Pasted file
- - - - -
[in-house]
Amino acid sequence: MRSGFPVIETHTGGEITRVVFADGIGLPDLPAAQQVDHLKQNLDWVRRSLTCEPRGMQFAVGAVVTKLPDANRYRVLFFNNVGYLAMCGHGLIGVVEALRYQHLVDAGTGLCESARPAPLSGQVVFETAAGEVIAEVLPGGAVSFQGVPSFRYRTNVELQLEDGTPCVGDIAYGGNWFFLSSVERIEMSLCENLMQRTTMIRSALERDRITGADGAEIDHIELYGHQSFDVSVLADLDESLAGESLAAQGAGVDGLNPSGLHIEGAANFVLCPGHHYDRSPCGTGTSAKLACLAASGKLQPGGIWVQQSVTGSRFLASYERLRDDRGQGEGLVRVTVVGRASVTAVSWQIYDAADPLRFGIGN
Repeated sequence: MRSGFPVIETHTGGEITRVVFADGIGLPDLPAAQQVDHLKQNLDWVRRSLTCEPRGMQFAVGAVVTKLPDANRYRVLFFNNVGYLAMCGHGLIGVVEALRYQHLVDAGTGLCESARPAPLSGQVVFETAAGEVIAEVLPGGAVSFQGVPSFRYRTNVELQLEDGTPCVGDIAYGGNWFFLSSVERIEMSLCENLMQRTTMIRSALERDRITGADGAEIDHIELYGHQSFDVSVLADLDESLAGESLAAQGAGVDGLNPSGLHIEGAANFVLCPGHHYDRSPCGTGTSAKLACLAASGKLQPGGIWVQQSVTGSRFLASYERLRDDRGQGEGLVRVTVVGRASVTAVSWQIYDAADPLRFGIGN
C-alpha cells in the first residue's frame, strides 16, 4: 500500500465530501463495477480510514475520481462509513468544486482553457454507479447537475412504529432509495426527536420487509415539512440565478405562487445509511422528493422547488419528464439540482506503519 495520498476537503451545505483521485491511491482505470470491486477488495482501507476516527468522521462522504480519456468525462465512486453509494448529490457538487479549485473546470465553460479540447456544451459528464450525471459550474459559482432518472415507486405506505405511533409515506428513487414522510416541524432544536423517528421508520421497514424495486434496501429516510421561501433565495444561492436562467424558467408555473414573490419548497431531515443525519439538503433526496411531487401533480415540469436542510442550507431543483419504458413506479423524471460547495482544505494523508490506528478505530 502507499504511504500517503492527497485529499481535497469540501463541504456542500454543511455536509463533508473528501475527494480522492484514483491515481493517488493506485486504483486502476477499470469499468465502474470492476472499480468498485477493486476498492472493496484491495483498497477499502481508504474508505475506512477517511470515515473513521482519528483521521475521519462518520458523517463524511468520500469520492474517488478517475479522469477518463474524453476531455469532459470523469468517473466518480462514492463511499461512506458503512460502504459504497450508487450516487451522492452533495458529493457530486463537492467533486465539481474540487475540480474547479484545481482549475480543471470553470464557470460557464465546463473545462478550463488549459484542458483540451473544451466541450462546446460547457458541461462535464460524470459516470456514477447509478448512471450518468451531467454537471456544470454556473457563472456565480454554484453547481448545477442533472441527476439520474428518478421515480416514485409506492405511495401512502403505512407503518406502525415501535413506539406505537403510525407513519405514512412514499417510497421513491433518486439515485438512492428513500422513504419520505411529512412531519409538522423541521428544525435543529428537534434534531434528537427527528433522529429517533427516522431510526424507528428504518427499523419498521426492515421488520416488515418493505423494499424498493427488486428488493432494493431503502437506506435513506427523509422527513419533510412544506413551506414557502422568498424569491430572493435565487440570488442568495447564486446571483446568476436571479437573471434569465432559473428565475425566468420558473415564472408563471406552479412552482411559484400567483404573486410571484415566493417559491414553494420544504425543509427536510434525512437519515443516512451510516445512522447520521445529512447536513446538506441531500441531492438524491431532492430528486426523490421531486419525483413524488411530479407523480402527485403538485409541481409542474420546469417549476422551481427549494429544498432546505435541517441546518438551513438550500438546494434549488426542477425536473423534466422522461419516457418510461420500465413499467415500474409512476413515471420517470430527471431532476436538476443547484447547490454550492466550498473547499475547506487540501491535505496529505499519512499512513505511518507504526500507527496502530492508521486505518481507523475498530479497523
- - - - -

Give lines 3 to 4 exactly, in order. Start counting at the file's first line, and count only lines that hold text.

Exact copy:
Repeated sequence: MRSGFPVIETHTGGEITRVVFADGIGLPDLPAAQQVDHLKQNLDWVRRSLTCEPRGMQFAVGAVVTKLPDANRYRVLFFNNVGYLAMCGHGLIGVVEALRYQHLVDAGTGLCESARPAPLSGQVVFETAAGEVIAEVLPGGAVSFQGVPSFRYRTNVELQLEDGTPCVGDIAYGGNWFFLSSVERIEMSLCENLMQRTTMIRSALERDRITGADGAEIDHIELYGHQSFDVSVLADLDESLAGESLAAQGAGVDGLNPSGLHIEGAANFVLCPGHHYDRSPCGTGTSAKLACLAASGKLQPGGIWVQQSVTGSRFLASYERLRDDRGQGEGLVRVTVVGRASVTAVSWQIYDAADPLRFGIGN
C-alpha cells in the first residue's frame, strides 16, 4: 500500500465530501463495477480510514475520481462509513468544486482553457454507479447537475412504529432509495426527536420487509415539512440565478405562487445509511422528493422547488419528464439540482506503519 495520498476537503451545505483521485491511491482505470470491486477488495482501507476516527468522521462522504480519456468525462465512486453509494448529490457538487479549485473546470465553460479540447456544451459528464450525471459550474459559482432518472415507486405506505405511533409515506428513487414522510416541524432544536423517528421508520421497514424495486434496501429516510421561501433565495444561492436562467424558467408555473414573490419548497431531515443525519439538503433526496411531487401533480415540469436542510442550507431543483419504458413506479423524471460547495482544505494523508490506528478505530 502507499504511504500517503492527497485529499481535497469540501463541504456542500454543511455536509463533508473528501475527494480522492484514483491515481493517488493506485486504483486502476477499470469499468465502474470492476472499480468498485477493486476498492472493496484491495483498497477499502481508504474508505475506512477517511470515515473513521482519528483521521475521519462518520458523517463524511468520500469520492474517488478517475479522469477518463474524453476531455469532459470523469468517473466518480462514492463511499461512506458503512460502504459504497450508487450516487451522492452533495458529493457530486463537492467533486465539481474540487475540480474547479484545481482549475480543471470553470464557470460557464465546463473545462478550463488549459484542458483540451473544451466541450462546446460547457458541461462535464460524470459516470456514477447509478448512471450518468451531467454537471456544470454556473457563472456565480454554484453547481448545477442533472441527476439520474428518478421515480416514485409506492405511495401512502403505512407503518406502525415501535413506539406505537403510525407513519405514512412514499417510497421513491433518486439515485438512492428513500422513504419520505411529512412531519409538522423541521428544525435543529428537534434534531434528537427527528433522529429517533427516522431510526424507528428504518427499523419498521426492515421488520416488515418493505423494499424498493427488486428488493432494493431503502437506506435513506427523509422527513419533510412544506413551506414557502422568498424569491430572493435565487440570488442568495447564486446571483446568476436571479437573471434569465432559473428565475425566468420558473415564472408563471406552479412552482411559484400567483404573486410571484415566493417559491414553494420544504425543509427536510434525512437519515443516512451510516445512522447520521445529512447536513446538506441531500441531492438524491431532492430528486426523490421531486419525483413524488411530479407523480402527485403538485409541481409542474420546469417549476422551481427549494429544498432546505435541517441546518438551513438550500438546494434549488426542477425536473423534466422522461419516457418510461420500465413499467415500474409512476413515471420517470430527471431532476436538476443547484447547490454550492466550498473547499475547506487540501491535505496529505499519512499512513505511518507504526500507527496502530492508521486505518481507523475498530479497523